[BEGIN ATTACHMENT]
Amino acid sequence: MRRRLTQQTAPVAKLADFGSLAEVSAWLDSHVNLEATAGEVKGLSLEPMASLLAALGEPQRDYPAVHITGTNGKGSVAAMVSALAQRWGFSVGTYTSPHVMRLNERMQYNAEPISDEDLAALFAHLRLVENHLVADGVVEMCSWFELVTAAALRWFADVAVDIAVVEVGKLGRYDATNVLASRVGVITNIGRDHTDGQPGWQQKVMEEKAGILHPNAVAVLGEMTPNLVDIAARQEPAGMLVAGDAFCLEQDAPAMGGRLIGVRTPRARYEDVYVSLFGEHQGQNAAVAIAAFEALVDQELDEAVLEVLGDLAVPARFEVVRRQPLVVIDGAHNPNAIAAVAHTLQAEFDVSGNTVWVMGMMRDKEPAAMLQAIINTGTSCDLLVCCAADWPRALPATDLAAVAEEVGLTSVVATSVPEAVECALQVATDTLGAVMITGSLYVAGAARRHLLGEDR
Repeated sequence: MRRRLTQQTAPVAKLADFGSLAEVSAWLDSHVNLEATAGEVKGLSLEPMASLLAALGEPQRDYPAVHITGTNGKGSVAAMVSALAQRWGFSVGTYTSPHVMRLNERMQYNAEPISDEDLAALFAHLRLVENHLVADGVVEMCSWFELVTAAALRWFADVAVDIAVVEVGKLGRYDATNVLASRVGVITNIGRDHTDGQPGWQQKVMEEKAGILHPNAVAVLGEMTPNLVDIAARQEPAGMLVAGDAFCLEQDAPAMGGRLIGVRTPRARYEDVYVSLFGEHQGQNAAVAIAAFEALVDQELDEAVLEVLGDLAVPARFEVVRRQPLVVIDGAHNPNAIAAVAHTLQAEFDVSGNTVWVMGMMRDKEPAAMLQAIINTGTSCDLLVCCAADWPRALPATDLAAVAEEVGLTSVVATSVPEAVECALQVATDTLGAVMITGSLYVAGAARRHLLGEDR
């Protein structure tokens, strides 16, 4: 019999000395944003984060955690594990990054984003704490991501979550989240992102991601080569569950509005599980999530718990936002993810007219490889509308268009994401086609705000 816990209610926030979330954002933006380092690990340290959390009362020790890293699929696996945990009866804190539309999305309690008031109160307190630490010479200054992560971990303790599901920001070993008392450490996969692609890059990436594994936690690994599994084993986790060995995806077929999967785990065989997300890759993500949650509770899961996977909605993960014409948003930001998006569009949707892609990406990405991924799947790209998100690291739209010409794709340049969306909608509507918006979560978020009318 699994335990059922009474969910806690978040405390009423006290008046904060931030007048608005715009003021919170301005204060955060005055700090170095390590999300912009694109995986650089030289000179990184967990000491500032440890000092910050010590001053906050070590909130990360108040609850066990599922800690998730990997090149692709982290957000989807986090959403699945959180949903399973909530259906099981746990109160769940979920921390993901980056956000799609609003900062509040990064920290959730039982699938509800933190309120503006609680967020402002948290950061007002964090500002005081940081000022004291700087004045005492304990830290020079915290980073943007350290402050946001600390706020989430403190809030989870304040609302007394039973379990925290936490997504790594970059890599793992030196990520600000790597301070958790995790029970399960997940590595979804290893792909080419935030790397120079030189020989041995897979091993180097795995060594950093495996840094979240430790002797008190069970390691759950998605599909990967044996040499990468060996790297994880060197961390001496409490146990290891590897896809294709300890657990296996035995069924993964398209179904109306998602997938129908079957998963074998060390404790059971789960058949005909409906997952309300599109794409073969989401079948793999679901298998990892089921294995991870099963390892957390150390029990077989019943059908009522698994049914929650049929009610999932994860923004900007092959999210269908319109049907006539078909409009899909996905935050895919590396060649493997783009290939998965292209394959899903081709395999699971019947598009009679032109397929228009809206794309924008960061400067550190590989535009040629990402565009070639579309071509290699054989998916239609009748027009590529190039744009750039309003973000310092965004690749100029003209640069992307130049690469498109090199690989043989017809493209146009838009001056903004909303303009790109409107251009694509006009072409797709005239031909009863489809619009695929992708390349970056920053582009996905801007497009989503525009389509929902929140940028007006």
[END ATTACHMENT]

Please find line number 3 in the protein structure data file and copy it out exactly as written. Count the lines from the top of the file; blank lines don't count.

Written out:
């Protein structure tokens, strides 16, 4: 019999000395944003984060955690594990990054984003704490991501979550989240992102991601080569569950509005599980999530718990936002993810007219490889509308268009994401086609705000 816990209610926030979330954002933006380092690990340290959390009362020790890293699929696996945990009866804190539309999305309690008031109160307190630490010479200054992560971990303790599901920001070993008392450490996969692609890059990436594994936690690994599994084993986790060995995806077929999967785990065989997300890759993500949650509770899961996977909605993960014409948003930001998006569009949707892609990406990405991924799947790209998100690291739209010409794709340049969306909608509507918006979560978020009318 699994335990059922009474969910806690978040405390009423006290008046904060931030007048608005715009003021919170301005204060955060005055700090170095390590999300912009694109995986650089030289000179990184967990000491500032440890000092910050010590001053906050070590909130990360108040609850066990599922800690998730990997090149692709982290957000989807986090959403699945959180949903399973909530259906099981746990109160769940979920921390993901980056956000799609609003900062509040990064920290959730039982699938509800933190309120503006609680967020402002948290950061007002964090500002005081940081000022004291700087004045005492304990830290020079915290980073943007350290402050946001600390706020989430403190809030989870304040609302007394039973379990925290936490997504790594970059890599793992030196990520600000790597301070958790995790029970399960997940590595979804290893792909080419935030790397120079030189020989041995897979091993180097795995060594950093495996840094979240430790002797008190069970390691759950998605599909990967044996040499990468060996790297994880060197961390001496409490146990290891590897896809294709300890657990296996035995069924993964398209179904109306998602997938129908079957998963074998060390404790059971789960058949005909409906997952309300599109794409073969989401079948793999679901298998990892089921294995991870099963390892957390150390029990077989019943059908009522698994049914929650049929009610999932994860923004900007092959999210269908319109049907006539078909409009899909996905935050895919590396060649493997783009290939998965292209394959899903081709395999699971019947598009009679032109397929228009809206794309924008960061400067550190590989535009040629990402565009070639579309071509290699054989998916239609009748027009590529190039744009750039309003973000310092965004690749100029003209640069992307130049690469498109090199690989043989017809493209146009838009001056903004909303303009790109409107251009694509006009072409797709005239031909009863489809619009695929992708390349970056920053582009996905801007497009989503525009389509929902929140940028007006």